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proposed bill, let me ask whether or not it would be your intention, however the moneys were to be raised, to support at least a continuation of the $450 that were made available by emergency legislation.

Commissioner MASON. Yes.
Senator Cain. We, therefore, are talking about the difference.
Commissioner Mason. That is right, the $250.

Senator Cain. And any differences that might arise, between the $150 and the sum total requested.

Commissioner Mason. Yes.
Senator Cain. I see.

Dr. CORNING. Well, at that time the Government employees were receiving 14 percent as an increase. We applied that 14 percent to our total pay roll, the people affected by this bill

, and instead of putting it on a percentage basis, disbursed it on a flat basis of $600 in our request on the theory that we believed it was sound, and still believe it is sound, that the percentage increase would have caused a disproportionate amount of increase in amounts of money to the higher salaries, so the $600 was requested.

Senator Cain. How did the $600 compare with the 14 percent in dollars?

Dr. CORNING. It would have cost more in money.

Then, through the deliberations of Congress the proposed increase was reduced to $450, the flat increase for this year only, as has been explained to you, and with the mandate that went along with it, that we report directly to Congress. I do hope that there is no misunderstanding of that whatever, because we were mandated by Congress to report directly to you.

At the same time, for the information of the Commissioners we sent everything to them at exactly the same time it was sent down to the hill. As Mrs. Doyle indicated, we did have a hearing at the Commissioners' office in which the whole thing was discussed also.

So, we are here today in response to that mandate.

I would like to review very briefly with you some of the steps that we took to follow a democratic method in arriving at this salary proposal. The general study was referred to the joint legislative council, which is an organization representative of something over 40 organizations within the school district. The chairman of that joint legislative council is here today.

Senator Cain. That is a lay committee?

Doctor CORNING. No; that is a professional committee within our own group. They spent months of study on the salary schedule and had many, many meetings, most of them were night meetings; and I think they deserve a very great deal of credit for the diligence in the way they went at the study. No school time was used whatever; what they did they did on their own time.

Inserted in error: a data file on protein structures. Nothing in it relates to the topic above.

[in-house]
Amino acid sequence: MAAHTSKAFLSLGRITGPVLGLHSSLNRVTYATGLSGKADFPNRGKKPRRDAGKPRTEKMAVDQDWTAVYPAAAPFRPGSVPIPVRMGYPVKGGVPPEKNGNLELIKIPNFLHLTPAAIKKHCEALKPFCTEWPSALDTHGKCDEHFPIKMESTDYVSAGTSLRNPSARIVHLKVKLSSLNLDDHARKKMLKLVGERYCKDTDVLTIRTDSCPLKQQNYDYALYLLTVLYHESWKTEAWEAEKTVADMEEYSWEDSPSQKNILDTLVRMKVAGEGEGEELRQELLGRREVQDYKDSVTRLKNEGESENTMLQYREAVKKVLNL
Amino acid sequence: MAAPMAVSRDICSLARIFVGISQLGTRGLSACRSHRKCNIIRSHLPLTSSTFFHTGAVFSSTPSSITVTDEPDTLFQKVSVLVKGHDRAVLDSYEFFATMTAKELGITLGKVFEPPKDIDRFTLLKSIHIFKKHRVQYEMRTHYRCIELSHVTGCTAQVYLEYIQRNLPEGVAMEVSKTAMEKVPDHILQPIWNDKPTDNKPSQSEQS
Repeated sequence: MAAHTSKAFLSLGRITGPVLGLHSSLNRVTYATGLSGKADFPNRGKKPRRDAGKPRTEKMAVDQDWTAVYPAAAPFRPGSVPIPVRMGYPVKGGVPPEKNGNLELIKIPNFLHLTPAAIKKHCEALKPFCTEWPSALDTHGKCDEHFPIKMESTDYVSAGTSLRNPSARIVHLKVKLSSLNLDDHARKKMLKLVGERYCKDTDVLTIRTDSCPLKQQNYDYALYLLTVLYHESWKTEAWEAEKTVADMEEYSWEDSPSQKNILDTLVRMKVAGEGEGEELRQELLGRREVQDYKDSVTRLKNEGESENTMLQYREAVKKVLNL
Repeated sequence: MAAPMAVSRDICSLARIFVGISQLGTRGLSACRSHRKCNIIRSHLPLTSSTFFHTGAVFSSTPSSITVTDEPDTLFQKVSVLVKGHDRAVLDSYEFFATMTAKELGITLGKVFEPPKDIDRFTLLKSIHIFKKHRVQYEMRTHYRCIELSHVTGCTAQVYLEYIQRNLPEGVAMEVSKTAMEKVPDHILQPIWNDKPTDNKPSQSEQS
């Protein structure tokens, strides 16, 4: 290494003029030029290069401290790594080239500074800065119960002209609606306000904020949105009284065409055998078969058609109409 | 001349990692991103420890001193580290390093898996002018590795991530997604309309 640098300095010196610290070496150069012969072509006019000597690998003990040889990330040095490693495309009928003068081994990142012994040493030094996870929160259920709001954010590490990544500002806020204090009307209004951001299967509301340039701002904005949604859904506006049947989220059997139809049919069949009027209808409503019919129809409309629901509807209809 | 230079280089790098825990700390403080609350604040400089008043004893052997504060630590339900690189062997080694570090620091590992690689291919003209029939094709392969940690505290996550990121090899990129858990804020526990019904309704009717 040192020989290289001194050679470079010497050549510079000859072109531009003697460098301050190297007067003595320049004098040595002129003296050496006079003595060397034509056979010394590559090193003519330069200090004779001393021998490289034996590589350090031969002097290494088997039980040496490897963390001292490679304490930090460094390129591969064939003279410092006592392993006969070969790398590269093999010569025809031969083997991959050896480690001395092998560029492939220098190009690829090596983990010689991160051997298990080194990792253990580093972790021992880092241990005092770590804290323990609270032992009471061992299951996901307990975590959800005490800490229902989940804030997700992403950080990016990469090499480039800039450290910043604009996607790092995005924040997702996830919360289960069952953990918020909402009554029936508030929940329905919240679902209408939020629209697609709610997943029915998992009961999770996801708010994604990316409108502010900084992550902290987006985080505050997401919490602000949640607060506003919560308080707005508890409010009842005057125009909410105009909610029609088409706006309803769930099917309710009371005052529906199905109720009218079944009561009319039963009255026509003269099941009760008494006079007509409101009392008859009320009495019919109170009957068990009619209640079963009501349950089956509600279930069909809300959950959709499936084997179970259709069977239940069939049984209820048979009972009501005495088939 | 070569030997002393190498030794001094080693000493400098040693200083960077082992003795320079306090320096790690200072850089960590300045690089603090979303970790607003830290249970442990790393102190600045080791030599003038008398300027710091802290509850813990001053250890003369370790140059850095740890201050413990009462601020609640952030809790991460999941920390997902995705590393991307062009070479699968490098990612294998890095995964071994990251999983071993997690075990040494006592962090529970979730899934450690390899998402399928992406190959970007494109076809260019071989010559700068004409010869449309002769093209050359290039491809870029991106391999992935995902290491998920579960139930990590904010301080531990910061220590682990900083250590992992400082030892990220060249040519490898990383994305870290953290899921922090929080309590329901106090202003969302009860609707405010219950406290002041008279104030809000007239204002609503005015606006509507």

They then submitted a report to the superintendent of schools, giving their findings. That report was very carefully screened by the officers. The superintendent then called meetings of all of the teachers, and before he made any recommendation to the Board of Education, discussed with the teachers what the inclusions in that recommendation would be.

Now, I might say parenthetically, that as a result of that initial responsibility, which we did not ask for, we had dozens of organiza

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tions and groups and the faculties of schools writing in giving their endorsement to the plan. But in addition to that, the officers themselves held hearings in the office of the superintendent of schools for any groups or any individuals interested in the proposals who could come to the officers and explain their points of view.

Then the superintendent made a recommendation to the Board of Education. The Board of Education considered through its committees, as has been explained to you, the recommendations that went to the Board, and included the majority of the requests that had been made, though some were not included.

The Board of Education held hearings on the proposal before they accepted it. Finally, the Board adopted the schedule which is incorporated in the bill that is before you.

The report to the committees of Congress was delivered on January 31, 1947, and then later, as has been explained, the legislation itself was drawn.

Now, I will have to go back for just a few moments, if I may, to the need we think brings this about. There is no need of commenting to you gentlemen about the crisis in education; it is very serious. It is one of the most serious problems facing the American public today the country over. It has been termed as the case of the vanishing teacher. and that is very aptly put because that is what it amounts to.